‘On the same team’
Visiting New Delhi last week, Australia’s minister for foreign affairs Marise Payne spoke to Raj Chengappa about her mission to strengthen strategic and economic partnerships with India in the Indo-Pacific region. Excerpts from the interview:
QIndia-Australia relations were long characterised by mutual indifference. Has that changed?
A. It has changed significantly in recent times. The tangible aspects of that [are in] the development of Australia’s India Economic Strategy by Peter Varghese, a former high commissioner. It sets up 500 pages in great depth on the fundamentals of this relationship, how it has grown and will continue to grow. Its recommendation has been embraced with great enthusiasm by my government.
Q. One of India’s grievances is that Australian exports dominate bilateral trade.
A. We are a very open market and receptive to greater Indian engagement. Part of the work behind the India Economic Strategy is to address opening up those markets. There is a very significant focus right now on completing the Regional Comprehensive Economic Partnership (RCEP) strategy which will address a lot of the barriers to more open trade.
Q. The biggest elephant in the room is China, and that has impacted our relations. How do you view this triangle? A. China is Australia’s largest trading partner—that is a fundamental of our relationship. At the same time, we have a well-developed engagement based on mutual respect and a robustness where we can air our differences privately and constructively because there’ll always be differences. But developing the RCEP and ensuring those markets are open will contribute to the stability and security so important to India and Australia.
Q. One of the areas India and Australia are looking at is military relations and the quadrilateral security arrangement.
A. I have been very pleased with the progress of the meetings occurring in the informal Quad arrangement: the United States, Australia, India and Japan, to ensure we are looking at those key issues of stability, security and prosperity. We have a very strong and excellent naval exercise with India bilaterally, AUSINDEX, and we’ll see it again this year as part of our task force visit to the region, Indo-Pacific Endeavour 2019. It will be the largest task force to leave Australian shores in a long time, with port visits in Vizag and in Chennai. The relationship building between the Australian and Indian defence forces is very important.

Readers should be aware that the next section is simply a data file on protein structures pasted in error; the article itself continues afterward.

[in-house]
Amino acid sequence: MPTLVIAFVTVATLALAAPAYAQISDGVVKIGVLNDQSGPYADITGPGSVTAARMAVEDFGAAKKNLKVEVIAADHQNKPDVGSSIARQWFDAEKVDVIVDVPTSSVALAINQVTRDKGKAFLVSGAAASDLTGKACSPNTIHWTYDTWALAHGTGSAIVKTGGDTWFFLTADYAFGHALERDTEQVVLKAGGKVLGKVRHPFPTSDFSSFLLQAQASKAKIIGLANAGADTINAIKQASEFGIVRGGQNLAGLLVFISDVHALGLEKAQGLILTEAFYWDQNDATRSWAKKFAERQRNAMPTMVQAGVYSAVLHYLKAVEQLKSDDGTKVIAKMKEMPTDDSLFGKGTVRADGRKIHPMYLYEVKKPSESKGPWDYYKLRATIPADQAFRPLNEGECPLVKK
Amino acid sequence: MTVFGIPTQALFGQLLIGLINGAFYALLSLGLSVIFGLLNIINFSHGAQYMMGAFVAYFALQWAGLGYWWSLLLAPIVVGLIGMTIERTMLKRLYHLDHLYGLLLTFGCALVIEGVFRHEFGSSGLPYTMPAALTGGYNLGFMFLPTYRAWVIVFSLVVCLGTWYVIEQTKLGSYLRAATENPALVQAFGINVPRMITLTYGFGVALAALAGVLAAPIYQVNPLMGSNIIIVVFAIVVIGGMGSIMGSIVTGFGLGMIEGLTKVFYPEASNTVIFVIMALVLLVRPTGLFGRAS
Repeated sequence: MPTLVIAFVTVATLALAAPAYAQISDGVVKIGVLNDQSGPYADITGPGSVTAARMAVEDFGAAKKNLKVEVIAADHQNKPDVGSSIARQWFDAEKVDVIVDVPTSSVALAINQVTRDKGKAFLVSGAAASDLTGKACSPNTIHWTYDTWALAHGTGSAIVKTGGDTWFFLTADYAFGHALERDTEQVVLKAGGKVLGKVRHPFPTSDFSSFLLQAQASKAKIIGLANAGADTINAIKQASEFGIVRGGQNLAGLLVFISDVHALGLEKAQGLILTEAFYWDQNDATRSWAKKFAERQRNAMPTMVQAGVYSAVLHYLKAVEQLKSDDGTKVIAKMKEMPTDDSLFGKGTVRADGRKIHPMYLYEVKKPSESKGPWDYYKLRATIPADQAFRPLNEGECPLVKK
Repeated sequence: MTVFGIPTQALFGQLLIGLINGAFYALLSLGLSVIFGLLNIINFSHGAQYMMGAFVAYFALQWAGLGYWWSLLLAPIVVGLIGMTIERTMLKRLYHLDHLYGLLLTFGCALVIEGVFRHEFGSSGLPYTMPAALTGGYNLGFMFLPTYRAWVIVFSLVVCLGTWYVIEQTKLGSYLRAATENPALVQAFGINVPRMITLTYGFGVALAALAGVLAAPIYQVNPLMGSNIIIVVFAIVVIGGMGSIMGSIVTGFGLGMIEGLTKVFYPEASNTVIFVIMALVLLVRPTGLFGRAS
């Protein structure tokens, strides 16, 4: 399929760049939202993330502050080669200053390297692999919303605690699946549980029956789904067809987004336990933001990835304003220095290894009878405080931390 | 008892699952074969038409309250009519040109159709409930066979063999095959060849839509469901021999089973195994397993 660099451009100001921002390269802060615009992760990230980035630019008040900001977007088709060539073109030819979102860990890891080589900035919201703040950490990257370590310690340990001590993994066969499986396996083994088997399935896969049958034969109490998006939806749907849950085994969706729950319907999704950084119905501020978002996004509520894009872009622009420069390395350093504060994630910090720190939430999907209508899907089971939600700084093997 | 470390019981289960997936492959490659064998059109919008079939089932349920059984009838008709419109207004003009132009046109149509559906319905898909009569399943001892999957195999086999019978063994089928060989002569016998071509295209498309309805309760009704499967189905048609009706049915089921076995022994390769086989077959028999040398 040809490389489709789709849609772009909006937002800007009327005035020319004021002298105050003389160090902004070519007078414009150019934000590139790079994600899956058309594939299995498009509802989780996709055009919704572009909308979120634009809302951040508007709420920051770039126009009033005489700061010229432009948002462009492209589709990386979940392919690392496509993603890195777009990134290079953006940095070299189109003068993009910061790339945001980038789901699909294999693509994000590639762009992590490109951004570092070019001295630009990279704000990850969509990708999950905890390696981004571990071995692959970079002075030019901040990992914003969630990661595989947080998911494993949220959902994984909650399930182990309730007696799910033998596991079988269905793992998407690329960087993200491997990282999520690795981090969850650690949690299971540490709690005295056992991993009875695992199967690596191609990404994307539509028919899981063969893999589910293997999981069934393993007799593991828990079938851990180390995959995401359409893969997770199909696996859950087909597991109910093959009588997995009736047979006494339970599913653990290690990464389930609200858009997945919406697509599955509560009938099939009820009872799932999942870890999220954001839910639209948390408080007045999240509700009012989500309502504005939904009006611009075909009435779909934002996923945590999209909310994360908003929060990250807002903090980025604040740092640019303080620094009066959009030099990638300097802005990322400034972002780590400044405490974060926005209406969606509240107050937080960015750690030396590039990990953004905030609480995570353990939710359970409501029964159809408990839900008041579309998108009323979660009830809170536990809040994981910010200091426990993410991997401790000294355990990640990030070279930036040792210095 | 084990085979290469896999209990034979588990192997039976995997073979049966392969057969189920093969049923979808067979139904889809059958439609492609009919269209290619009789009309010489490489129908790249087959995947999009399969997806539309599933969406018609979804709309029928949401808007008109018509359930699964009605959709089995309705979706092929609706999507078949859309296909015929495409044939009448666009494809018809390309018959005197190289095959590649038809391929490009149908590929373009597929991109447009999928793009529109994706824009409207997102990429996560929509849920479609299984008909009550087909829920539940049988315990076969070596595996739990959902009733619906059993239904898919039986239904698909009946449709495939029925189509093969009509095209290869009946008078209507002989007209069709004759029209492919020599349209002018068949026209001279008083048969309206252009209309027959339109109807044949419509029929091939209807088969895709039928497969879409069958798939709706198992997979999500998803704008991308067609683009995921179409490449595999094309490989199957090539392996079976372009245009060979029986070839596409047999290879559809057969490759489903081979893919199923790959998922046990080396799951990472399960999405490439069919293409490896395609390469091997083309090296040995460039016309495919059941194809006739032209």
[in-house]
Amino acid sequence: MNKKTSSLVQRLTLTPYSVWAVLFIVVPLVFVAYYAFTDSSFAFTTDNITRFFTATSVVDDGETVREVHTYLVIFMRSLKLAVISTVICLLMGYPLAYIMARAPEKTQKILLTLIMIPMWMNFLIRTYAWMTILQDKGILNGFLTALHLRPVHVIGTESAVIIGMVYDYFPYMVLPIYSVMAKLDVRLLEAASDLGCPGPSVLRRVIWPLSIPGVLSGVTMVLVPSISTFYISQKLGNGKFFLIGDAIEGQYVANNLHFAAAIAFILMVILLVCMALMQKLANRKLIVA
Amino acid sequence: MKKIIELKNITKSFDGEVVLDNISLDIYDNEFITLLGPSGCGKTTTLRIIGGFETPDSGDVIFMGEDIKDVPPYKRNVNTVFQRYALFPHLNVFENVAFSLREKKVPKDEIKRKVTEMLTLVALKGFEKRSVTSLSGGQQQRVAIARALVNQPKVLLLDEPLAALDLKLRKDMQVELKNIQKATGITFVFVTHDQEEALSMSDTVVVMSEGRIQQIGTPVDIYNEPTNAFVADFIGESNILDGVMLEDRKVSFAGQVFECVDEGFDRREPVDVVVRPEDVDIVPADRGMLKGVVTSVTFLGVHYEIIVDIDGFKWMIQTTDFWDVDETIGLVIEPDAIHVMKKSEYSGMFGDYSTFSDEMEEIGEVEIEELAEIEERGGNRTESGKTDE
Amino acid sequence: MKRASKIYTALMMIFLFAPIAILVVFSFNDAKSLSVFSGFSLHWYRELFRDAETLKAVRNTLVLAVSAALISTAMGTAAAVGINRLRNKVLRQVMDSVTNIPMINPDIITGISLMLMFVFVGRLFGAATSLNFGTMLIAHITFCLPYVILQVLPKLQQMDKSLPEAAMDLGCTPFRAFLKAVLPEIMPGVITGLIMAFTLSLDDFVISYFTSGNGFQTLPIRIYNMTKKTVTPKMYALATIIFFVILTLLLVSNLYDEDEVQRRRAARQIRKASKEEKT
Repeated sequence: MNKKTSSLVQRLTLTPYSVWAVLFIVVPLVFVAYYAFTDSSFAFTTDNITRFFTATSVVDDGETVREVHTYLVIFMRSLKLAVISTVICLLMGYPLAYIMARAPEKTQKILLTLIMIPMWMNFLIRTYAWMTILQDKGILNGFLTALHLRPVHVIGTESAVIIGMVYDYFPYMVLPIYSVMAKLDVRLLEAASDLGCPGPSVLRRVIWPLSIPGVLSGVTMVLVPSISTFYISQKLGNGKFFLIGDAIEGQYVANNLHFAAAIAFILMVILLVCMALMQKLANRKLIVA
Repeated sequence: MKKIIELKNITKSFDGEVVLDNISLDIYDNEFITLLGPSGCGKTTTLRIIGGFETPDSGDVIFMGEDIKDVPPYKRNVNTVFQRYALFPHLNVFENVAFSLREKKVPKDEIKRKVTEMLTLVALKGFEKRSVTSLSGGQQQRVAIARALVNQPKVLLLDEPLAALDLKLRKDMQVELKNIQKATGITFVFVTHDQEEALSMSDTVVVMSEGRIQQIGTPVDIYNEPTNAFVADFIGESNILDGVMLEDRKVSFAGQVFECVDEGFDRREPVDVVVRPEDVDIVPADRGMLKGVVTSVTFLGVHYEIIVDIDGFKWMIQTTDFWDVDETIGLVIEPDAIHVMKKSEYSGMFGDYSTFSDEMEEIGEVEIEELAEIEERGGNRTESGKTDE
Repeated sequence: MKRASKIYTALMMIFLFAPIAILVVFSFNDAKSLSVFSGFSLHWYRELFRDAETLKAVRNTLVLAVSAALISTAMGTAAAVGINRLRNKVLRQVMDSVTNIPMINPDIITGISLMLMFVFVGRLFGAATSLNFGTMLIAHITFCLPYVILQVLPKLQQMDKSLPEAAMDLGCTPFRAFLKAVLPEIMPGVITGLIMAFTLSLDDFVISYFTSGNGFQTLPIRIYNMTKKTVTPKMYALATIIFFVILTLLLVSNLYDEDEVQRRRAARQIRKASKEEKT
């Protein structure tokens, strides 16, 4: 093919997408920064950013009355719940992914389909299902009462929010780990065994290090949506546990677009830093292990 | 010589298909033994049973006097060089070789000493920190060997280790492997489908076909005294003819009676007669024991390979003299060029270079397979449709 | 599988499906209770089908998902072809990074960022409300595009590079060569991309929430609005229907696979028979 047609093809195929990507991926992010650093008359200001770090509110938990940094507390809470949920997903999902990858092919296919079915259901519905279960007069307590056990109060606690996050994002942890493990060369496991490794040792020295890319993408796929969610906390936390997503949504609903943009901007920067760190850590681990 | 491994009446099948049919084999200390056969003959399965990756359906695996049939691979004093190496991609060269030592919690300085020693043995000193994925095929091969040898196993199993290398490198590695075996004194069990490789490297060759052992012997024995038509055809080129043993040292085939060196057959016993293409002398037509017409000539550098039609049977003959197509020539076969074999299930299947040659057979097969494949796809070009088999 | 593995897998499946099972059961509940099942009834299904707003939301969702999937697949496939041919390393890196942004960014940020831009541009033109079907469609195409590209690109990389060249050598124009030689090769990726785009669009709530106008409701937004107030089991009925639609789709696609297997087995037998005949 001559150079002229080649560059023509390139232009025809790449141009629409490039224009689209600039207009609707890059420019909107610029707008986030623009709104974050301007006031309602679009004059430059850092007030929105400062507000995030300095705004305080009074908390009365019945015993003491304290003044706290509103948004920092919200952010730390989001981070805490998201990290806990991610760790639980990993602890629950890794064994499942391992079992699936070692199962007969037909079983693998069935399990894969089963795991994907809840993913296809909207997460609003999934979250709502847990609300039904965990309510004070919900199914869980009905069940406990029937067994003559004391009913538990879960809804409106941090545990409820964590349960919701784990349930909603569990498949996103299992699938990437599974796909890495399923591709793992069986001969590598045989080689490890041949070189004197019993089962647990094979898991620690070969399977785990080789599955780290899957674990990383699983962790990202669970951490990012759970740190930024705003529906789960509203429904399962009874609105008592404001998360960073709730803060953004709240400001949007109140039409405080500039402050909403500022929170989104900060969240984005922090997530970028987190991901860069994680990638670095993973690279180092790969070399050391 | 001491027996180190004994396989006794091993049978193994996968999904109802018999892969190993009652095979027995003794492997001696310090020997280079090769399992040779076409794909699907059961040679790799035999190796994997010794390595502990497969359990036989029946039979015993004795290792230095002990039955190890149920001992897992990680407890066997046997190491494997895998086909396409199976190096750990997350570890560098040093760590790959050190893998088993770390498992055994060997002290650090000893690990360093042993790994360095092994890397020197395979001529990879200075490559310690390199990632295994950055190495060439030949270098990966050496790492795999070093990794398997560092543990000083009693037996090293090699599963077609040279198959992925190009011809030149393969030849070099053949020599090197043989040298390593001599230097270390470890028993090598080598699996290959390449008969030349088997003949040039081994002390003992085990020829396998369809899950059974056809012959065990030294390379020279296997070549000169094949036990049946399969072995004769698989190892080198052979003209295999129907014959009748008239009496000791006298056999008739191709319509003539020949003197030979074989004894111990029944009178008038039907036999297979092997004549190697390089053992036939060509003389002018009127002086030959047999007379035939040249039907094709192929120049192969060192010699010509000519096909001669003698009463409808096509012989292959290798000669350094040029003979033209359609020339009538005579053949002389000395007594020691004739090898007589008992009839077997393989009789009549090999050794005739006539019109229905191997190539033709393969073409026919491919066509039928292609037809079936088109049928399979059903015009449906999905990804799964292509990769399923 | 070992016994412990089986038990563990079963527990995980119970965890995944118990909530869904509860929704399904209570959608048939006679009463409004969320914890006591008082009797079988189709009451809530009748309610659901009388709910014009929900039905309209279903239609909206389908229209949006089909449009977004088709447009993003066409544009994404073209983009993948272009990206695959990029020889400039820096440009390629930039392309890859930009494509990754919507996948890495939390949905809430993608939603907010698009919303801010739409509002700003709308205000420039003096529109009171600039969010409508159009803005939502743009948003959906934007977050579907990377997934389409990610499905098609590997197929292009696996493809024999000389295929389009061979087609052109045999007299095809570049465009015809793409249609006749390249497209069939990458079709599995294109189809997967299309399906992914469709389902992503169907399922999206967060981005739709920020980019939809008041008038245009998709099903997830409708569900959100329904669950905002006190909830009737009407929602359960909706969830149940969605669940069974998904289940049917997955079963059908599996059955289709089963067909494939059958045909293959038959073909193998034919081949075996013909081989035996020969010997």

Q. Australia has finally agreed to export nuclear fuel to India, but it has not reached us yet. Is there a roadblock on the supply of uranium to India? A. The agreement is extant and think will progress during 2019. Our government is a strong supporter of India’s energy security; I reassured minister [Sushma] Swaraj of that. We also continue to be a strong supporter of India’s entry into the Nuclear Suppliers Group and that support remains in place. Q. Are you also having a word with China on this?
A. Well, we have a lot of conversations with many other partners but you can be assured of our continuing support.
Q. Have the uncertainties of the Trump era unsettled dynamics in the Pacific?
A. I am naturally disappointed to see my friend and former colleague General Mattis leave the role of Secretary of Defense, but I don’t see a change in the approach of the Pentagon, of the State Department to implementing the policies upon which we all agree, that is contributing to security and to stability.
Q. Your response to India’s concerns on cross-border terrorism from Pakistan?
A. There must be no tolerance of extremist or terrorist behaviour because it doesn’t stay domestic, it impacts us all. India and Australia have experienced terrorist activity in our own backyards, on our own shores, and we have to be ever vigilant.
Q. What is Australia’s stand on Afghanistan and the possibility of an American withdrawal there? A. Historically, Australia has made an enormous contribution in Afghanistan in terms of the case for peace; indeed, we have lost over 40 young Australians there. It’s Australia’s longest continuous military conflict. Although there is more to do, I think it would be of great concern to Australia if key partners were to change directions at this point of time.
Q. And, finally, on the delicate matter of cricket…
A. When you’re playing the best team in the world, it’s a pleasure to watch their skill. I had the opportunity to sit through every stroke of Mr Pujara’s innings in Sydney, and I can only pay the highest compliments in terms of his ability to withstand the Australian bowling onslaught and the Australian onfield onslaught. There was great relations, great repartee between the two teams.